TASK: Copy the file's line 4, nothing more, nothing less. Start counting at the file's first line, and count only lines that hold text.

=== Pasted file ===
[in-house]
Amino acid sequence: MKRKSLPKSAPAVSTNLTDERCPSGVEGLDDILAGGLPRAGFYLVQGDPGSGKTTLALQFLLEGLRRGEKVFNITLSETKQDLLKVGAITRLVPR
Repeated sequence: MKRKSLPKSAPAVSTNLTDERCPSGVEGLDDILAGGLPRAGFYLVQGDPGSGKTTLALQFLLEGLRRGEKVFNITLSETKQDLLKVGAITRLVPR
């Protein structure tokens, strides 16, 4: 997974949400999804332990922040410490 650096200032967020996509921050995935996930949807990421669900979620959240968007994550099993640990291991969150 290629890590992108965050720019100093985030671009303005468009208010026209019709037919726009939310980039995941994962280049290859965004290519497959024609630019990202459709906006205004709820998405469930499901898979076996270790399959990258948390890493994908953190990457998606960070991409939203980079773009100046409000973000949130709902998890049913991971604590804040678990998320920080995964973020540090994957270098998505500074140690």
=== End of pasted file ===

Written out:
């Protein structure tokens, strides 16, 4: 997974949400999804332990922040410490 650096200032967020996509921050995935996930949807990421669900979620959240968007994550099993640990291991969150 290629890590992108965050720019100093985030671009303005468009208010026209019709037919726009939310980039995941994962280049290859965004290519497959024609630019990202459709906006205004709820998405469930499901898979076996270790399959990258948390890493994908953190990457998606960070991409939203980079773009100046409000973000949130709902998890049913991971604590804040678990998320920080995964973020540090994957270098998505500074140690």